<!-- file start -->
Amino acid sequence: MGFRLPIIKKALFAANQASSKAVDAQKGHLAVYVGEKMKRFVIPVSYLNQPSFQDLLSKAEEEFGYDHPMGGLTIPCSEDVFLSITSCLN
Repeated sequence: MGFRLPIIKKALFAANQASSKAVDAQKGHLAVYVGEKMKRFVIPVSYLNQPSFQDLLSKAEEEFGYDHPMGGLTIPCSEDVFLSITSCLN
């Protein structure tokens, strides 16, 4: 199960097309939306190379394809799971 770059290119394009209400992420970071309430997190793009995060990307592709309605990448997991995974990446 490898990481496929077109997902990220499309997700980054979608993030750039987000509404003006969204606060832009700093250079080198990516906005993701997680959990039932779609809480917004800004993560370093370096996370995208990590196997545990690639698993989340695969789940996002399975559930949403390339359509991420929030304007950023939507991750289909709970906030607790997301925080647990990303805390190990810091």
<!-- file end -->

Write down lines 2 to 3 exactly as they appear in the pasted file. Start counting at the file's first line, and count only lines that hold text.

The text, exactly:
Repeated sequence: MGFRLPIIKKALFAANQASSKAVDAQKGHLAVYVGEKMKRFVIPVSYLNQPSFQDLLSKAEEEFGYDHPMGGLTIPCSEDVFLSITSCLN
């Protein structure tokens, strides 16, 4: 199960097309939306190379394809799971 770059290119394009209400992420970071309430997190793009995060990307592709309605990448997991995974990446 490898990481496929077109997902990220499309997700980054979608993030750039987000509404003006969204606060832009700093250079080198990516906005993701997680959990039932779609809480917004800004993560370093370096996370995208990590196997545990690639698993989340695969789940996002399975559930949403390339359509991420929030304007950023939507991750289909709970906030607790997301925080647990990303805390190990810091």